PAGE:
Costa Rica has a robust financial enforcement system presided by the
National Council of Financial System Supervision (CONASSIF) and
composed of three Superintendents that report to CONASSIF. CONASSIF
operates two boards: a seven member board for banking and stock
exchange oversight and an eight member board for pension fund
oversight. The Central Bank appoints the board members.
Know-your-customer provisions are now implemented by all banks in

the country such that no bank account or company owning a bank
account can remain anonymous. Additionally, the Costa Rican Drug
Institute (a rough equivalent to the U.S. Office of National Drug
Control Policy) is charged with anti-money laundering
responsibilities and carries out measures that also help in the
fight against corruption. In 2008 Transparency International ranked
Costa Rica 47 out of 180 countries in its Corruption Perception
Index.

9. Transparency in Government Procurement: While the Government of
Costa Rica generally requires all procurement to be done through
open bidding, problems and complaints occur. Costa Rican government
procurement practices are complex and cumbersome, resulting from the
many layers of government supervision in place to prevent illegal
practices. Bid awards are frequently delayed by appeals by the
losing parties or the Office of the Controller's efforts to regulate
government purchases and procedures. The aforementioned corruption
scandals (paragraph 8) both involved state monopolies. In the case
concluded in October, the convicted former President was the key
political lobbyist for a medical-supplies company that channeled
kickbacks to public officials for a social security contract. In
the other case, ex-President Rodriguez, still in office at the time,
allegedly received kickbacks from a company that had "won" a
contract with the state-owned telecommunications company.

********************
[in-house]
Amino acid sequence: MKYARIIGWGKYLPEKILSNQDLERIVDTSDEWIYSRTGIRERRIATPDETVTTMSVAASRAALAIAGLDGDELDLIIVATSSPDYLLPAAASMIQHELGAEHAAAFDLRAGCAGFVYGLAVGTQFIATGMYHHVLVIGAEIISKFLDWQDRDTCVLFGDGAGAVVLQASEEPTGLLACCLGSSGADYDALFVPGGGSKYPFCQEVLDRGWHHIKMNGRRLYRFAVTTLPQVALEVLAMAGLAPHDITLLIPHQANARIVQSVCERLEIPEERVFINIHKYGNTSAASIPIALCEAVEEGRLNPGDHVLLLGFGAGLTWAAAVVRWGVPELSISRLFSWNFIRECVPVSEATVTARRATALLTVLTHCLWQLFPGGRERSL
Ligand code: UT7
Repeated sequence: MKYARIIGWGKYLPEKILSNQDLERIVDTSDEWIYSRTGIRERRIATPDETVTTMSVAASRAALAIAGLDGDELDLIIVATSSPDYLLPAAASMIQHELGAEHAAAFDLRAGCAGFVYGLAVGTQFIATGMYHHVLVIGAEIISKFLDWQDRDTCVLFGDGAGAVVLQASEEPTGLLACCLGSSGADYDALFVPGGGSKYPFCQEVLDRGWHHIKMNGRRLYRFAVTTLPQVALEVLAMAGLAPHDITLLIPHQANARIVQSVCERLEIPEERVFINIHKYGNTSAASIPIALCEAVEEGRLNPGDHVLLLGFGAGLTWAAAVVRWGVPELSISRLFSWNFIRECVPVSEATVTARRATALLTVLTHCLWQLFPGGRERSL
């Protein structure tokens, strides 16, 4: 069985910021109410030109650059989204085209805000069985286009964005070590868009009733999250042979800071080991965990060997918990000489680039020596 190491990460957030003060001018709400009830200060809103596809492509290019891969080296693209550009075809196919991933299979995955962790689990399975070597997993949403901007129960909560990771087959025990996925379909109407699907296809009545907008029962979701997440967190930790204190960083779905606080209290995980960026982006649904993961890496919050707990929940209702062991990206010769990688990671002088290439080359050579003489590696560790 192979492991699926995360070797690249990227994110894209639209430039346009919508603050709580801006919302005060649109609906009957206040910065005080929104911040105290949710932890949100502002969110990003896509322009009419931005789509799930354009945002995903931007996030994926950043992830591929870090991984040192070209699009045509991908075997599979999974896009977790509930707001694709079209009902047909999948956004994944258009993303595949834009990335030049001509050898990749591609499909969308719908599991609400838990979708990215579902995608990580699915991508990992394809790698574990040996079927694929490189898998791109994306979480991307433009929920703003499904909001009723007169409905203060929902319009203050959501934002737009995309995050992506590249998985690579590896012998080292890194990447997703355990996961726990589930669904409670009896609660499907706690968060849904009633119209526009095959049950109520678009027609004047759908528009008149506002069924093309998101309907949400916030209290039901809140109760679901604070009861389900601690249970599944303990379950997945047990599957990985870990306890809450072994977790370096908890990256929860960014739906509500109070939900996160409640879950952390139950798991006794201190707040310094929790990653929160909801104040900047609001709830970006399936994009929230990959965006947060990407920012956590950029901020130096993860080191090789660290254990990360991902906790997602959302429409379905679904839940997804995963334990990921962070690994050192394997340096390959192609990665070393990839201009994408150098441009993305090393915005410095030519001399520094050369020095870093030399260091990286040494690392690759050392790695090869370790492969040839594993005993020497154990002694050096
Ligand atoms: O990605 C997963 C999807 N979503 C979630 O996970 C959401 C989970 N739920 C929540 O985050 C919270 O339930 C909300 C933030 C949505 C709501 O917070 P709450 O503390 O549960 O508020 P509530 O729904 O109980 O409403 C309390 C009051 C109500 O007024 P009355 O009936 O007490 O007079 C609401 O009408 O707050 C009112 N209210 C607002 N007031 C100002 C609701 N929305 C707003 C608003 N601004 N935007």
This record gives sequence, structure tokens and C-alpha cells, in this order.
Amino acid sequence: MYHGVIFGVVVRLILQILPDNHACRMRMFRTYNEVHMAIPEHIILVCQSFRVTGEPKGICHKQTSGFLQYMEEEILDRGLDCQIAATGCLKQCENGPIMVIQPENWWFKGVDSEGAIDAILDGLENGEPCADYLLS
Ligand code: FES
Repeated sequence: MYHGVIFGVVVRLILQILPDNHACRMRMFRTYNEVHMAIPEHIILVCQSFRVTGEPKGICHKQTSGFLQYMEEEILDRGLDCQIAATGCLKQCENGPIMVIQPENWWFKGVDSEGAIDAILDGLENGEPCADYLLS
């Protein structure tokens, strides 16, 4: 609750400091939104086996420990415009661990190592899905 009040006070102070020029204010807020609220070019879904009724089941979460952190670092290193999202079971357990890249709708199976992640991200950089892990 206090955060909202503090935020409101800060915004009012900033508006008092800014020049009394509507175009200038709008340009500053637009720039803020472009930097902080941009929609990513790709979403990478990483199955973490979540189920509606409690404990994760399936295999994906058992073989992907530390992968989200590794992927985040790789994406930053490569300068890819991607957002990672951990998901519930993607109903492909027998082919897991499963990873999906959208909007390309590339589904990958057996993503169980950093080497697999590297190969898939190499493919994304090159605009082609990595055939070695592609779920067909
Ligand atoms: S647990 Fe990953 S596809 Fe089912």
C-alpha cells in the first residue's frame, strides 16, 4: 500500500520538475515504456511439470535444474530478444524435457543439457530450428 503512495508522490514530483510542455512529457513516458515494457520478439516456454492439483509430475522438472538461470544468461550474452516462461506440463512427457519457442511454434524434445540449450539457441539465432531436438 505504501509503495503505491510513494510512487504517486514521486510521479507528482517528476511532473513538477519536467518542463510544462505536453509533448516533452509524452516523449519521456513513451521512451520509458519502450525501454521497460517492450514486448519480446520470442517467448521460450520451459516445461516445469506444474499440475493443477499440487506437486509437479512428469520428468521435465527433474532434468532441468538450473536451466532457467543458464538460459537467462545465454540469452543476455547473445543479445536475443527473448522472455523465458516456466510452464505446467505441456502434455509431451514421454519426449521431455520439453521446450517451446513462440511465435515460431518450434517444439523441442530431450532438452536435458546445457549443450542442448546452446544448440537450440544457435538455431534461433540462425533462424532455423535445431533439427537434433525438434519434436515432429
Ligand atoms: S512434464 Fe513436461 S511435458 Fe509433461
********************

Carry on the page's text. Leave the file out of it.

-----------------
Additional Issues
-----------------

10. Expropriation: The Government of Costa Rica has expropriated
large tracts of rural land for national parks, biological reserves,
indigenous reservations, and public works projects during the past
30 years. The Costa Rican Constitution stipulates that no land can
be expropriated without prior payment and demonstrable proof of
public interest, but disputes often arise over title to the property
and the amount of compensation. Expropriation processes follow
clear legal processes (valuation, notification, appeal, etc.) but
often last far longer than the subjects of the expropriation feel to
be reasonable. Current and past governments have made some efforts
to resolve several pending expropriation cases involving U.S.
citizens, but long-standing cases remain and several new cases have
come to our attention. There are cases where arbitral awards by the
ICSID or by local arbitration in favor of U.S. citizens have been
honored. Out of 183 countries surveyed in the World Bank's "Doing
Business 2010" index, Costa Rica ranks 132 in "enforcing contracts"
and 165 in "protecting investors", which accurately reflects the
difficulties American investors experience in Costa Rica.

11. Other Free Trade Agreements and Adverse Effects: The GOCR has
free trade agreements with the following countries/groups (year in
which ratified): Panama (originally in 1973, updated 2008), Mexico
(1995), Canada (2001), Chile (2001), the Dominican Republic (2001),
CARICOM which comprises Antigua and Barbuda, Barbados, Belize,
Dominica, Grenada, Guyana, Jamaica, St. Kitts and Nevis, Saint
Lucia, St. Vincent's and the Grenadines, Suriname, and Trinidad and
Tobago (2005). None of these agreements appears to have had any
adverse effects on U.S. commerce. The Government of Costa Rica is
currently negotiating free trade agreements with China, Singapore,
and (together with its Central American neighbors) the European
Union.

12. Government Broadcasting: There are no government-owned
broadcasting entities that broadcast copyrighted materials without
the express consent of U.S. copyright-holders.

13. Extradition: Costa Rica does have an extradition treaty with
the U.S. and GOCR personnel work with Post personnel in arranging
extraditions.

14. Economic Review: Costa Rica has experienced significant
economic growth in recent years as it continues to pursue an
economic strategy based on trade liberalization and investment
promotion. While this growth trend has reversed with the current
global economic crisis, Costa Rica's economy nevertheless appears to
be more resistant to the downturn than those of some of its major
trade partners. Annual Foreign Direct Investment (FDI), which is